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Ep #249: Building a Team

Being an entrepreneur is a privilege of anyone’s lifetime and I am no exception. It gives me the freedom to create the exact business, purpose, time, and money that I want.

An important part of bringing that vision to the world is building a team that can effectively support your goals and 2018 has been the year of building a team for me. I’ve made big mistakes and had huge successes at the same time. And today, I want to share the lessons that I’ve learned from this process.

Many of you have been asking me what it’s like to build a business as big as mine, bring on a team of people, and manage them. So on this episode, I’m diving into the ins and outs of creating a thriving team that supports the goals and executes the vision for your business and purpose.

Grab your copy of our new Wisdom From The Life Coach School Podcast book.  It covers a decade worth of research, on life-changing topics from the podcast, distilled into only 200 pages. It's the truest shortcut to self-development we have ever created!

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What You will discover

  • What I learned from trying to hire a CEO for my company
  • Why you should never hire anyone before designing the job.
  • Solving problems vs executing solutions.
  • The work I had to do on myself to be able to put together a successful team.
  • The importance of getting clear on your vision and values.
  • The power of systems.
  • Why you need to get great at writing clear job descriptions.
  • How to properly delegate tasks to others.

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Get the Full Episode Transcript:

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Episode Transcript:

Welcome to The Life Coach School Podcast, where it’s all about real clients, real problems and real coaching. And now your host, Master Coach Instructor, Brooke Castillo.

Well hello there my beautiful friends. Holy cow, I've had quite a day. It's very late at night. I usually don't work this late at night but I want to record this podcast so you will have it in time for the new year.

Welcome to the new year, my friends. It's going to be the best year of my life. Are you guys in? Are you guys ready? Okay. Today I want to talk to you about building a team and there's so much I want to say about this. This last year, 2018 as you know, was my year of building a team.

And what's so interesting is last year was my year of finding the CEO for my company and I found her and her name is Brooke Castillo, my friends. And everybody kept telling me you have to be the CEO of your own company, you have to be the one, and I just really - I just want to coach and create tools for my clients. I didn't want to be the CEO.

But here's what I learned. I have to be the CEO first before I hire a CEO, and that has been truly the case for me this year. And I've been learning how to build a team and it has been really uncomfortable and really challenging and I have failed miserably and succeeded wildly.

And I want to share this with you because so many of you have been asking me about what it's like to build a business as big as mine, bring on a team of people, and manage them. So let me just start by saying I think being an entrepreneur is the privilege of anyone's lifetime. Being an entrepreneur gives me the freedom to do so many things. It gives me the freedom to create the business that I want, to create the purpose that I want, to create the money that I want, and to create the time that I want.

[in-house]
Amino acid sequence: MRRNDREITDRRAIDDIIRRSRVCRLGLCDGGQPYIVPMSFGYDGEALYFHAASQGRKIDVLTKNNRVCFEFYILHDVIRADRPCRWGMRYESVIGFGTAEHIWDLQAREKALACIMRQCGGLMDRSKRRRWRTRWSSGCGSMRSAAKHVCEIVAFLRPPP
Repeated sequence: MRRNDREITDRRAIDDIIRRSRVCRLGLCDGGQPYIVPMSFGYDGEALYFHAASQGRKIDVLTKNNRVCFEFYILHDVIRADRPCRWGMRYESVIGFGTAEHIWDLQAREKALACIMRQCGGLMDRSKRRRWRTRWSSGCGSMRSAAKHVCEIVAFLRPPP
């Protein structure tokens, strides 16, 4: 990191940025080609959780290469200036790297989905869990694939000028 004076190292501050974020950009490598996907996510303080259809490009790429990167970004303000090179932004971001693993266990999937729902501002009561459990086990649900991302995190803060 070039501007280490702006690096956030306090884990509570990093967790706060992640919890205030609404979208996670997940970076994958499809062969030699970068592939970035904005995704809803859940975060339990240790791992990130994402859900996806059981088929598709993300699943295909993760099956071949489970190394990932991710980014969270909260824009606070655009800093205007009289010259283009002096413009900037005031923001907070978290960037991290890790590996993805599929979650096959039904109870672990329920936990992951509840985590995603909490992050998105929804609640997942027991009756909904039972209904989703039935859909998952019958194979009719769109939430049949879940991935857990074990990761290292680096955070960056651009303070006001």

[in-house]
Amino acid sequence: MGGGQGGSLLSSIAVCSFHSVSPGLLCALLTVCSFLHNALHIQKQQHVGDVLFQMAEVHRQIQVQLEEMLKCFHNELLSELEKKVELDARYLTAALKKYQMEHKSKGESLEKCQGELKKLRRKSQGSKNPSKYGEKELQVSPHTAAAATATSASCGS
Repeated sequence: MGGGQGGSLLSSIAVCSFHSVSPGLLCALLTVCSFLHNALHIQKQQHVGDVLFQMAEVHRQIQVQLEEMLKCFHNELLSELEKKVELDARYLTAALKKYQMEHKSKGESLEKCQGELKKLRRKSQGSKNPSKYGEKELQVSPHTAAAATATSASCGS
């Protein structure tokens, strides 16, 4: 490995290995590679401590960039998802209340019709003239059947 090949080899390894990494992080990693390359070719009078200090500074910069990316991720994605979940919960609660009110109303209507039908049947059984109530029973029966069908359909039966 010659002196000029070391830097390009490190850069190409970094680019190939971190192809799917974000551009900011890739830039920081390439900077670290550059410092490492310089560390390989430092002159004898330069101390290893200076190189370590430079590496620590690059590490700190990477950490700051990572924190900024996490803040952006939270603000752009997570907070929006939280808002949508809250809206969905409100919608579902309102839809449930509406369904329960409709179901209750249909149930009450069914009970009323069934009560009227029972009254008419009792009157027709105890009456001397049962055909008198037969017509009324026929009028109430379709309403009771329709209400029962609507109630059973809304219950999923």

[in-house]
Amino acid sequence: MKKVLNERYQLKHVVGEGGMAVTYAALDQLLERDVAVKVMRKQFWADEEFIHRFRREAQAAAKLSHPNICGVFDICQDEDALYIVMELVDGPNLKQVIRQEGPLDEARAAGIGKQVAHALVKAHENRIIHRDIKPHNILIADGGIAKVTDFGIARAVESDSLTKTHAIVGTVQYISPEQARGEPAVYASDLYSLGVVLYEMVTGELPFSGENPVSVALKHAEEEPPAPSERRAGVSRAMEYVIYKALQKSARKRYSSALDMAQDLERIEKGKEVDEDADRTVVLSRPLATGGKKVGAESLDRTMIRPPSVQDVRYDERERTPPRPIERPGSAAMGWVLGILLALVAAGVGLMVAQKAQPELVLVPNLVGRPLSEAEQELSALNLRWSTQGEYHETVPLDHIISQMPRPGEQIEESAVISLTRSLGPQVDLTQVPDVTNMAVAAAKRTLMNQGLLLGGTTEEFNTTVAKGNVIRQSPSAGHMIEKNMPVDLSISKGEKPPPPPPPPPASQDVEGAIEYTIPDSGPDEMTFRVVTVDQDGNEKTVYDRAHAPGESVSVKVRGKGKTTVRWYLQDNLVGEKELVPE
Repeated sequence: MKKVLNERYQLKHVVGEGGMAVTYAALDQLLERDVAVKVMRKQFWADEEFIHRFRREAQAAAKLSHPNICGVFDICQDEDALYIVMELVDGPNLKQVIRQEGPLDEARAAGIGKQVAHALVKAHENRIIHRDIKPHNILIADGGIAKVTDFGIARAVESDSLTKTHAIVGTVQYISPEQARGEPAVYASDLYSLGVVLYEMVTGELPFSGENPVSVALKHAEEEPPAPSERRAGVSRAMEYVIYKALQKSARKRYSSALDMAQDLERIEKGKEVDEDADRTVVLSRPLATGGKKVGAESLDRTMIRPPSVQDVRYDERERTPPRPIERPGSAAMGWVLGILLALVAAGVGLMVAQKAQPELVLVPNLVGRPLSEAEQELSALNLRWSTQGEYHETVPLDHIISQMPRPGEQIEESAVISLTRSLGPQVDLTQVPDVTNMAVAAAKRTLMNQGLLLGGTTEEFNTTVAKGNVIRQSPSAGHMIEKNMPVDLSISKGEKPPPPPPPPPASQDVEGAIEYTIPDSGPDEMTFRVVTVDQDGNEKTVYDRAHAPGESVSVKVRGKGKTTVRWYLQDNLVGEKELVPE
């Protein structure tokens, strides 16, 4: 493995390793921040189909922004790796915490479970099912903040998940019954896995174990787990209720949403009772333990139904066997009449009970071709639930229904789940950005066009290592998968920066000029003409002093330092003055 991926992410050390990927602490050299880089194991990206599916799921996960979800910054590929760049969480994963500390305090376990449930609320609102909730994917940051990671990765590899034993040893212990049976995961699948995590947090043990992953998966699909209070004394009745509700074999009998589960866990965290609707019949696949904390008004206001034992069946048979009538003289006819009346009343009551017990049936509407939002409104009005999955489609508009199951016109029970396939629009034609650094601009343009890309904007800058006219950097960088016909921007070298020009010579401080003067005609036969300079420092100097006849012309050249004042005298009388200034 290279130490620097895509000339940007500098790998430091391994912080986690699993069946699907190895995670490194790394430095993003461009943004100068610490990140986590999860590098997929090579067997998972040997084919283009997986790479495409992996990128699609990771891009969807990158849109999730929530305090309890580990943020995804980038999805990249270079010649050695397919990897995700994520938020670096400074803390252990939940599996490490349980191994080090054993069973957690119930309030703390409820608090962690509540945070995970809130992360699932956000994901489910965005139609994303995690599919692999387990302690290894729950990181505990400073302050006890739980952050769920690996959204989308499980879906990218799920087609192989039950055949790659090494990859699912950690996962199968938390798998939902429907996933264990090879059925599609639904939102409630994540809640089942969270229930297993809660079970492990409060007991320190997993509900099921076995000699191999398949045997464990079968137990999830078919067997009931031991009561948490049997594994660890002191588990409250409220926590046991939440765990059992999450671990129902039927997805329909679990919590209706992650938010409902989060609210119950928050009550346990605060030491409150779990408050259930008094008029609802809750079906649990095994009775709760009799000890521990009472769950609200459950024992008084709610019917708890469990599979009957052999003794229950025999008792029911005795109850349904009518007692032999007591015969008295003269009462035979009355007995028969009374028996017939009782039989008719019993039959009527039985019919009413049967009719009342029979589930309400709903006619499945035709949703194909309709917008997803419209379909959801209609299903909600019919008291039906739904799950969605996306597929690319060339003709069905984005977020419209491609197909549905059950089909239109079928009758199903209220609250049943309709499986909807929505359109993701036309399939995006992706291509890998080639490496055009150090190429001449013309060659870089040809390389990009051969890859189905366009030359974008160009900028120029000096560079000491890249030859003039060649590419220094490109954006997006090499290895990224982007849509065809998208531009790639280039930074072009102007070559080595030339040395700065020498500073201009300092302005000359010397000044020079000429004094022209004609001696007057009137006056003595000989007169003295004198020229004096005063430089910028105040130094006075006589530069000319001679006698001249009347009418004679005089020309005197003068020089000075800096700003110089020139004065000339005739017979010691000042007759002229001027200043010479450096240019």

And I feel very honored to have the ability to do what I do. And as an entrepreneur, you can run your business by yourself. You can be a solopreneur. And I did that for many years, and many of my new coaches are solopreneurs. And the truth is solopreneurs are really - we have created a job for ourselves because we are the ones that the business relies on to produce the income or the revenue for the business.

And this year was really about am I going to grow my business so it becomes a separate entity from me or do I just continue to do the solopreneur thing and have a few employees. Like, do I want to build this corporation. My theory has always been no, I just want to have a small business with the VA, my business partner, my husband, and just keep it profitable and serve people.

But my mission in life is to be an example of what is possible and I had this amazing exchange with one of my girlfriends on text today and I told her, I said - we were both doing our impossible goals from Scholars and I told her what my impossible goal was for the year and she's like, "I'm so freaking out by your goals, I'm so blown away," and she goes, "You make me think that anything's possible."

And I just was like, that's the purpose of my life. I want really successful people to look at me and be like, wow, anything's possible, I can do that too, and that just really cemented it for me. I really just want to continue to create the impossible in my life, which I feel like I've already done and I want to just keep on doing. It's such a blast. I'm having such a great time with my life, y'all. Such a great time.

So as my coaches build their businesses, they get to that same position where they're like, okay, at about a million dollars, I have half a dozen coaches that are about at a million, and we're starting to build teams and switching from being the hunter, going out there and killing something and bringing it home, to now kind of tilling the land, reaping and sowing the farm.

Totally different skill set, totally not as exciting. And as entrepreneurs, what we often like to do is plant the seed and then dig it up to see if it's growing. Is it there yet? Is it there yet? Is it there yet? And that's what I've had to do this year is slow myself down and really dive into the business of being a CEO.

I have to say, you all, I am super proud of myself. That was not easy. It was not. My coach, Kris Plachy, who coaches me and has coached me through this entire year, she's a master certified coach, you should go look her up. krisplachy.com and you should hire her immediately. But at the beginning of the year, I said to her, this is going to be a tough year for me, and she's like, "I agree." She goes, "I think you have a lot of work you're going to do."